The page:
LIBERIA

ADDRESSING HEALTH ISSUES IN THE CURRENT CRISIS

The World Health Organisation’s contribution

Strategy – Ver1 - 12th August 2003

1.Overall situation assessment

The information available to WHO indicates that most of Liberia’s health infrastructure – particularly hospitals, public health facilities and distribution systems – is not working. In Monrovia, Catholic, ELWA and JFK hospitals are operating with minimum staff thanks to support from ICRC and MSF. Merlin and MERCI also support temporary clinics in some parts of the city as well as an ambulance service. The majority of Liberia’s people are unable to access health care.

The people of Liberia now face greatly increased risks of illness and death as a result of communicable diseases due to lack of water and sanitation, population movements and this health system breakdown. Threats include diarrhoeal diseases, especially cholera and dysentery, Malaria, Acute Respiratory Infection, measles, malnutrition and – for pregnant women - complications of delivery.

2. Priority Goals

To increase the health security of Liberia’s people, immediate attention must be given to the following priority goals during the next four weeks:

 

A rapid and thorough assessment of

  • People’s health situation throughout the country,
  • The state of health facilities and
  • The potential for establishing essential personal and public health services

Regular chlorination of all accessible water supplies and efforts to ensure that all person, particularly the most vulnerable, can access an adequate supply of water that is safe to drink

Plans developed and initiated for measles immunisation, diarrhoeal disease, essential mother and child health care, including the management of malnutrition and micronutrient deficiency, and malaria control, directed, particularly to the most vulnerable

Health assessments give also attention to gender issues, sexual health, and actions to prevent HIV/AIDS, especially among women and young people

Priority personnel and supply needs are identified and, if not available in country, are mobilised from outside

Basic systems for the rapid surveillance of health issues throughout the country, monitoring the consequences of humanitarian effort and tracking health outcomes

3. Actions needed to achieve these priority goals

  1. The in-country health action task force should be strengthened so that it draws on relevant national bodies, NGOs, UN system agencies, to work on the above priorities, and others as identified
  2. The relevant roles for different members be identified and agreed, with immediate attention to a joint health security assessment (UNICEF and NGOs are key)
  3. Once the assessment is yielding results, the essential actions for health security of those most vulnerable will be identified, and action plans will be developed and implemented by task force members
  4. Urgent human resources, training and supply needs – especially for medicines, vaccines and equipment are identified and steps taken to obtain them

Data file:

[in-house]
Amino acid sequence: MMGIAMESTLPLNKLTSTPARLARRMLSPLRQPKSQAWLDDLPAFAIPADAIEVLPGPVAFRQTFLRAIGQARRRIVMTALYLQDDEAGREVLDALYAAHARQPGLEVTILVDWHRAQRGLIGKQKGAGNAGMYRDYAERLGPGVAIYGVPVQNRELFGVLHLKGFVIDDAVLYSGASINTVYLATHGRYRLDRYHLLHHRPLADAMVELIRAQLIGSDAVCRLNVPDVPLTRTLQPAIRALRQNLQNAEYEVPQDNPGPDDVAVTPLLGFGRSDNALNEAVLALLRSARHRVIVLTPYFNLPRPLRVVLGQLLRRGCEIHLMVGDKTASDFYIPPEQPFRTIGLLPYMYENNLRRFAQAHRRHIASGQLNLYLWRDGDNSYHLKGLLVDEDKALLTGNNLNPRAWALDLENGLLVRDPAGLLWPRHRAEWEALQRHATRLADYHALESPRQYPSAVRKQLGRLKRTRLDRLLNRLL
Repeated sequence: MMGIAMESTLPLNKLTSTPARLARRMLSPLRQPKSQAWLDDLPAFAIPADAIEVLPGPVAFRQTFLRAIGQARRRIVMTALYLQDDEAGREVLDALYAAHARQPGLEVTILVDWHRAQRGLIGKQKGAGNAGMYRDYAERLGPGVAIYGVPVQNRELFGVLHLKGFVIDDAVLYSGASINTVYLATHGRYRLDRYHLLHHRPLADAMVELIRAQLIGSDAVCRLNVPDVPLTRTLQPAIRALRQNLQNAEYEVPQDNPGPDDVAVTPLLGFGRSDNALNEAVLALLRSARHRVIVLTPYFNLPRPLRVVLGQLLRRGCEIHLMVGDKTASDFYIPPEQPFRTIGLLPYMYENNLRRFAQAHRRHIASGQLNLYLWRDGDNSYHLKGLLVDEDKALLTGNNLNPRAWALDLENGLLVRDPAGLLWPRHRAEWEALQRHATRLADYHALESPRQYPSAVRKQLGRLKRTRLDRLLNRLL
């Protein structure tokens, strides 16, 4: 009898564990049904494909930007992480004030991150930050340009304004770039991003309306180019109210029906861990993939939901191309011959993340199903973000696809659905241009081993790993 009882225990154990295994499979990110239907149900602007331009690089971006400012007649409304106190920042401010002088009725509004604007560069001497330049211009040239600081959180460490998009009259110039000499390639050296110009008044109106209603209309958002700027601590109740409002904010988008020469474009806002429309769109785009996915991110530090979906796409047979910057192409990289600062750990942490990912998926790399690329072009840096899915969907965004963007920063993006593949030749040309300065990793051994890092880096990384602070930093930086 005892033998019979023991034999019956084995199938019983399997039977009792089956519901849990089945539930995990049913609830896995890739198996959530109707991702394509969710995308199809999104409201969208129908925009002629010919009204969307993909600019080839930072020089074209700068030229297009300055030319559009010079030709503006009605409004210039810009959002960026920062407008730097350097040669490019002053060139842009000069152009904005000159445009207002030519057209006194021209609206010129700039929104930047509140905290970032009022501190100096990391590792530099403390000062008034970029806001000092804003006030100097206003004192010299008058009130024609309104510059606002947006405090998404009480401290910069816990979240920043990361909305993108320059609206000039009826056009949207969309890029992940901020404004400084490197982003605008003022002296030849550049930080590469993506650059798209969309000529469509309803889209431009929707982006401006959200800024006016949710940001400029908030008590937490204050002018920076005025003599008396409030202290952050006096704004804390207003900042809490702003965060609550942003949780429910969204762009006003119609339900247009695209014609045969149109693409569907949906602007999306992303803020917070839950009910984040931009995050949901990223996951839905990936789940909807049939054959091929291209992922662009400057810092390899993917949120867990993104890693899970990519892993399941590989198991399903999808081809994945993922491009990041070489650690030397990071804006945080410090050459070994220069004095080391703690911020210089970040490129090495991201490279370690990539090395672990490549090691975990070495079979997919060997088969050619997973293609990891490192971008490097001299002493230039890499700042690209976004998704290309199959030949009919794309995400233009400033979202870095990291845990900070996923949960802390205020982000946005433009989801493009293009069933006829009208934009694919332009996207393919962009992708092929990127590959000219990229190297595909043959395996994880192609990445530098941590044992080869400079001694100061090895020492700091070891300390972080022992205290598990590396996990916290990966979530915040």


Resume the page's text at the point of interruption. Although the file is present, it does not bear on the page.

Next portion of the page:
5. The necessary logistics, communications and security infrastructure is established by Task Force members so that this work can progress efficiently

4. Purpose and objectives

Purpose  

Objectives

Contribution to a co-ordinated and effective response to ill-health in the current crisis

  1. Recruit and assign four international staff to the country office for four months, September to December 2003 (Logistic, Information officer, Epidemiologist and nutritionist). salary, Insurance and travel.

 

Leading the health situation assessment

  • To contribute to the joint assessment of the current trend of main cause of health (Diarrhoea diseases; Malaria, ARI, Cholera, measles and malnutrition and childbirth )
  • To contribute to the assessment of the gap of health resources to meet the health needs especially for the vulnerable group – women , children and elderly
  • Supporting establishment of nutrition & diseases surveillance,

    Capacity for outbreak investigation

    and response

  • Refresh training in nutritional & diseases surveillance, outbreak disease investigation in the IDPs camps and case management.
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  • Urgent actions for the control of specific diseases (especially malaria)
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    Supporting to Essential Actions for Health Security

  • Human resources: To ensure that trained personnel are available in health facilities with particular emphasis on maternal and child health (focusing, where relevant, on hospitals, PHC units and mobile clinics)
  • Water: To organize a mass campaign of wells chlorination on community based
  • Medicines and supply: To make available essential drugs and equipment to hospitals and PHC units including mobile clinic services as well as safe delivery
  • Referral system : To strengthen existing services or establish emergency services on obstetric care, trauma injuries and blood safety
  • Health education: To facilitate health and hygiene education for health promotion by providing pilot training and material including STD and HIV/AIDS awareness.
  • Immunisation: To contribute to the multi-Antigen Catch-up Campaigns in the south eastern counties of Monrovia and Lofa by training health workers and monitoring the vaccination activities
  • 5. Budget

    The cost to achieve the above priority goals are in the attached tables also available in the revised CAP of JULY 2003, which can be found on: http:/www.reliefweb.int/ pages 14, 15 and 16